A common phrase you'll hear about Duke freshman Zion Williamson: "I've never seen anyone like him." That's a fair assessment, and it mostly has to do with his unprecedented combination of strength and athleticism. There are no apt comparisons.
That's based on eye test. But there's truth to it in his statistical profile, too. Williamson is doing things we haven't seen in decades. And as a quick aside, we're keeping this to 20 years because of how hard it is to compare different eras of basketball. Williamson isn't putting up numbers like Oscar Robertson or Pistol Pete did back in the day. But the game has changed quite a bit since then.
Sports Reference started tracking player efficiency rating in 2009-10. Here's where Williamson stacks up to college basketball's PER leaders since then:
|Zion Williamson, 2018-19||Duke||41.2|
|John Brown, 2015-16||High Point||36.9|
|Jameel Warney, 2015-16||Stony Brook||36.4|
|Kelly Olynyk, 2012-13||Gonzaga||36.2|
|John Collins, 2016-17||Wake Forest||35.9|
|Mike Muscala, 2012-13||Bucknell||35.7|
|Alan Williams, 2013-14||UC-Santa Barbara||35.7|
|Anthony Davis, 2011-12||Kentucky||35.1|
|Thomas Walkup, 2015-16||Stephen F. Austin||34.8|
|Kenneth Faried, 2010-11||Morehead State||34.7|
Now, should we only judge players based on their PER? Of course not. John Brown is not better than Anthony Davis, for instance. But it's a catch-all stat that provides a good glimpse into who's producing the most in an efficient manner. And the fact that nobody in the past nine years is even close to Williamson is significant. There's just more than a two-point margin between No. 2 and No. 10 on this list; Williamson is ahead of No. 2 by more than four points.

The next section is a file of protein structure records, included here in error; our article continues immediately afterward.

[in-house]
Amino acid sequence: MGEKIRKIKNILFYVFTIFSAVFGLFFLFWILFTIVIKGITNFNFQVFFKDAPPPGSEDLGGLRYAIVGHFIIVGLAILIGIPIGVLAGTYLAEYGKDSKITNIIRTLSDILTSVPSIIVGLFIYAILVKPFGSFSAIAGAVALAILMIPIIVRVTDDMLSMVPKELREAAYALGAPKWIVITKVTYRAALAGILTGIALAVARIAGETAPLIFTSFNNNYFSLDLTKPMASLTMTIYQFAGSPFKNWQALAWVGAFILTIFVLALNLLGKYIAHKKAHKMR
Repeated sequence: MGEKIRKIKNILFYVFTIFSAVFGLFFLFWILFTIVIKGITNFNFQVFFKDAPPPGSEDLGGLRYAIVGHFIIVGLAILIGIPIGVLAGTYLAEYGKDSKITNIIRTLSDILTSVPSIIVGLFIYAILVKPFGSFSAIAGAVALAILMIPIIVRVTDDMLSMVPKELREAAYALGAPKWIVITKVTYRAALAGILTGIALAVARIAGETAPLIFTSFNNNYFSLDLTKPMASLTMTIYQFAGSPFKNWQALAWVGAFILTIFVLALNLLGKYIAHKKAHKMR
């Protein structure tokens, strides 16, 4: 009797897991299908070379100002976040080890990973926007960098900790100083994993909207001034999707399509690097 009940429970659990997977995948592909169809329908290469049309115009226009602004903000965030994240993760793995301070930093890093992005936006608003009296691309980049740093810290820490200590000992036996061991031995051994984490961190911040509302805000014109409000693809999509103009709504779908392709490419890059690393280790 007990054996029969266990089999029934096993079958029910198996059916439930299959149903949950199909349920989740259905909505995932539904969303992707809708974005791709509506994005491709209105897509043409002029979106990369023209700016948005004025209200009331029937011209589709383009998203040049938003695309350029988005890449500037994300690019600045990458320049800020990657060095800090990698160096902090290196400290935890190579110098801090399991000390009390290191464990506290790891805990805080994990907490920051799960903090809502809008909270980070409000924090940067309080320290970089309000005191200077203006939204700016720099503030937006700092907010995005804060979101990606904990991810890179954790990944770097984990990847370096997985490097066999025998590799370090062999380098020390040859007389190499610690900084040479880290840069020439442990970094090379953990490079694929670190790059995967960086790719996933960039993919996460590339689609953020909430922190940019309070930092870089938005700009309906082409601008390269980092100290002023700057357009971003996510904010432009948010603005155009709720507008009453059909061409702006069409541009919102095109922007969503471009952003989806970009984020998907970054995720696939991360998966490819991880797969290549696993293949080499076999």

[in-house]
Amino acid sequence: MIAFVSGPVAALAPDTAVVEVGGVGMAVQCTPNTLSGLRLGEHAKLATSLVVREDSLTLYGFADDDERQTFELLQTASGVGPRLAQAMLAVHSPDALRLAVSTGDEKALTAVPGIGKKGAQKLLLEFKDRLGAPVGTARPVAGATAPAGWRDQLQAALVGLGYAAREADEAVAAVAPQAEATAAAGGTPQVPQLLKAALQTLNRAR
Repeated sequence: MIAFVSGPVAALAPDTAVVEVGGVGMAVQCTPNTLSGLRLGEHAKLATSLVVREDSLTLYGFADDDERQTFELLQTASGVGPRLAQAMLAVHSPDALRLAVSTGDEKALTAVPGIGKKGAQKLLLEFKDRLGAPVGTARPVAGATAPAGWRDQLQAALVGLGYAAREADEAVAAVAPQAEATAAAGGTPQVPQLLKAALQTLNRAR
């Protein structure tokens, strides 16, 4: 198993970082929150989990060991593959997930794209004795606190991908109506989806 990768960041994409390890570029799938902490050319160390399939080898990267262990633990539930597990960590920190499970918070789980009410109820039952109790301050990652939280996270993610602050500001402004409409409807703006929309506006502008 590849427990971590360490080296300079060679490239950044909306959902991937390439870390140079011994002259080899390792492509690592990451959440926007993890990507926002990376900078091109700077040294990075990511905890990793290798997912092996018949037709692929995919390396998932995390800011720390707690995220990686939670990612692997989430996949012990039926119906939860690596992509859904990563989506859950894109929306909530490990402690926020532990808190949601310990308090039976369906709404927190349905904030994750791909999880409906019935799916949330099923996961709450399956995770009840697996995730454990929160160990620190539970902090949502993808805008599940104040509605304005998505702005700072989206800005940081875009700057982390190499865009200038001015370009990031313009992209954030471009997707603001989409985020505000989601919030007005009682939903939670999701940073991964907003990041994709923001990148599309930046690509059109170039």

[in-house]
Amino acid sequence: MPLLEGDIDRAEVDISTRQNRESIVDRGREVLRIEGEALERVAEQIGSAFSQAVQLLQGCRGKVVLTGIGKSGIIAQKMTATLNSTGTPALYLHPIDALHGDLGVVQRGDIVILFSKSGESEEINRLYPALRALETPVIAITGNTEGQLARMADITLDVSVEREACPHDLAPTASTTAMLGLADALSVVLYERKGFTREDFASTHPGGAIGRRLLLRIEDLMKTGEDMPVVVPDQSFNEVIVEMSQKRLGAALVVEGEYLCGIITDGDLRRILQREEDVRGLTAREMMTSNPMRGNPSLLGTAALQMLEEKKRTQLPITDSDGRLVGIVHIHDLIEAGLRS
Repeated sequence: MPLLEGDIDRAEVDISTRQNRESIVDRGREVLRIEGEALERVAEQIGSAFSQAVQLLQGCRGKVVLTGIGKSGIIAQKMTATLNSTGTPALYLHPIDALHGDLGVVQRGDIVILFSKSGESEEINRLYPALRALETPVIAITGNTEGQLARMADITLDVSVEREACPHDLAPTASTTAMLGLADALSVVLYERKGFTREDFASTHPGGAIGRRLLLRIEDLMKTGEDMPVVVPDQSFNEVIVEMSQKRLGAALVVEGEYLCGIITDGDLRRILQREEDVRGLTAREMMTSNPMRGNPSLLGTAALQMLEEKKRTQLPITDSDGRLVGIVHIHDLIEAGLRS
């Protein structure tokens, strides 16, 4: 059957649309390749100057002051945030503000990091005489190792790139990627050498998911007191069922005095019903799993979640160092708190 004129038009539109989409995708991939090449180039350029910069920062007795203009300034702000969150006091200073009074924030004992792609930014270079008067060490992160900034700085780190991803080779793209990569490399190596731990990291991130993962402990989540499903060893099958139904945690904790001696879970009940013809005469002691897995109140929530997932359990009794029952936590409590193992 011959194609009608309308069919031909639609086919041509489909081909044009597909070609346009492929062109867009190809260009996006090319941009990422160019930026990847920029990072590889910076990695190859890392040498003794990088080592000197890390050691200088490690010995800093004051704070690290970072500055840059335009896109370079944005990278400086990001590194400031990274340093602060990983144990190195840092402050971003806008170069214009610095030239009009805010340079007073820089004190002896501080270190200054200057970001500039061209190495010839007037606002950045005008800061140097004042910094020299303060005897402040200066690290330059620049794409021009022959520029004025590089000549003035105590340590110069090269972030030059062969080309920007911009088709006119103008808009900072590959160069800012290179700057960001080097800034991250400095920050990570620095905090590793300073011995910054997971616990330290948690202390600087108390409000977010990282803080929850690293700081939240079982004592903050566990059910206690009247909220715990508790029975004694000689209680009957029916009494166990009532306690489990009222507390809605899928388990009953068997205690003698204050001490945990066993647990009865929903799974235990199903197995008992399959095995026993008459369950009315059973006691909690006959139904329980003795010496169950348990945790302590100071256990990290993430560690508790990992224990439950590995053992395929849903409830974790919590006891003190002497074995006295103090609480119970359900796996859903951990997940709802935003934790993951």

Let's take a look at every Naismith winner since the 1998-99 season. We're going to use per-40 stats instead of raw game averages to eliminate differences in minutes. We don't know if Williamson will win the Naismith yet, but if he does, here's how he would stack up if the season ended today:
|2004||Jameer Nelson||St. Joseph's||24.3||5.5||6.3||0.0||47.5||39.0|
|2008||Tyler Hansbrough||North Carolina||27.4||12.4||1.1||0.4||54.0||0.0|
|2010||Evan Turner||Ohio State||22.8||10.3||6.7||1.0||51.9||36.4|
Williamson is first in field goal percentage, third in points, third in rebounds, and fourth in blocks. Griffin, Durant and McDermott are probably Williamson's biggest challengers here.
Williamson's overall numbers are better than Durant's and McDermott's, even if it's fairly close. Griffin has the best opposing case. His rebounding numbers were absurd, he shot 3s at a higher clip, and he was almost as efficient as Williamson.
It's fair to point out that 2018-19 Duke will probably win more games than 2008-09 Oklahoma. The Sooners went 30-6 that year and were awesome, but the Blue Devils have a good shot to snag the No. 1 overall seed in the tournament. It would be a surprise if they lost six games. And this doesn't show up in these stats (outside of blocks), but Williamson might be the best defender in college basketball this season. Griffin was good on that end at Oklahoma, but not on Williamson's level. One could reasonably argue Griffin was better overall; it's splitting hairs. But Williamson gets the slight edge in this space because of his defense.
Of course, some phenomenal players who have had phenomenal seasons have failed to win the Naismith. Adam Morrison, Stephen Curry and Michael Beasley are three names that come to mind.
Morrison and Curry were excellent, but when you look at the per-40 minute stats, they don't match up to Williamson after you move past the scoring numbers. Beasley is different. His stats at Kansas State were eye-popping, and arguably better:
Beasley edges Williamson in points and rebounds, but wasn't nearly as efficient or as good of a passer or defender. Kansas State also went 21-12 in his lone college season. Beasley didn't have the supporting cast Williamson does, but it's harder to put up such massive numbers on a title contender.
Like Griffin, this comes down to preference. Williamson is a much better defender than Beasley was at K-State, though that's admittedly subjective. It's close, but we'll take Williamson.
There are a few months left in the season. Williamson may not keep this up, though he's shown no signs of slowing down.
At the very least, we're watching one of the best individual college basketball seasons in decades. It may wind up being the best. The bottom line: enjoy Williamson while he's at Duke, because we haven't seen anyone like him before. And we probably won't for a long, long time.